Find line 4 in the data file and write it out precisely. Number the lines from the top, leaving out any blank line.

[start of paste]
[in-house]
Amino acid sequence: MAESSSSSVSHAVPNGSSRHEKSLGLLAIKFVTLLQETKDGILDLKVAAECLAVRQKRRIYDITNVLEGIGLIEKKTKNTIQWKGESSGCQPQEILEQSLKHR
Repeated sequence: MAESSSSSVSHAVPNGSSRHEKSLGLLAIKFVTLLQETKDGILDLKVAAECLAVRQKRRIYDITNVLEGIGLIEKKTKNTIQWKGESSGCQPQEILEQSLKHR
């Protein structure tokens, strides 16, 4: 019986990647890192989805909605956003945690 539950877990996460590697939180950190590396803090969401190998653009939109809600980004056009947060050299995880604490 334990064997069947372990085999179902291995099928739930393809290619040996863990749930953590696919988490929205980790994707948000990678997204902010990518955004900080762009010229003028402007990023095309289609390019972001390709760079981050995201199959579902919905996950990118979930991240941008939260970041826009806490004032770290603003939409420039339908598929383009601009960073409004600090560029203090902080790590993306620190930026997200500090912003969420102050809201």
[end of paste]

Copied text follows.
């Protein structure tokens, strides 16, 4: 019986990647890192989805909605956003945690 539950877990996460590697939180950190590396803090969401190998653009939109809600980004056009947060050299995880604490 334990064997069947372990085999179902291995099928739930393809290619040996863990749930953590696919988490929205980790994707948000990678997204902010990518955004900080762009010229003028402007990023095309289609390019972001390709760079981050995201199959579902919905996950990118979930991240941008939260970041826009806490004032770290603003939409420039339908598929383009601009960073409004600090560029203090902080790590993306620190930026997200500090912003969420102050809201």